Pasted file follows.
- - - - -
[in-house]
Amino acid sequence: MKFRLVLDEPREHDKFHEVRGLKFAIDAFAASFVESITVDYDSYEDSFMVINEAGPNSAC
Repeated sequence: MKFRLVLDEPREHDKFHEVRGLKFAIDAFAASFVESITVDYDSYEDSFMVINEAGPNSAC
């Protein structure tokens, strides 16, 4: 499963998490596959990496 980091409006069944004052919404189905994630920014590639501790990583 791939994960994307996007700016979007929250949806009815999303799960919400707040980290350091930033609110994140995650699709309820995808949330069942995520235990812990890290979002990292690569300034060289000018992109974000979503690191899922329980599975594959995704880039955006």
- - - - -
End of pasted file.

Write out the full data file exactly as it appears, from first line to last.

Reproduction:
[in-house]
Amino acid sequence: MKFRLVLDEPREHDKFHEVRGLKFAIDAFAASFVESITVDYDSYEDSFMVINEAGPNSAC
Repeated sequence: MKFRLVLDEPREHDKFHEVRGLKFAIDAFAASFVESITVDYDSYEDSFMVINEAGPNSAC
């Protein structure tokens, strides 16, 4: 499963998490596959990496 980091409006069944004052919404189905994630920014590639501790990583 791939994960994307996007700016979007929250949806009815999303799960919400707040980290350091930033609110994140995650699709309820995808949330069942995520235990812990890290979002990292690569300034060289000018992109974000979503690191899922329980599975594959995704880039955006």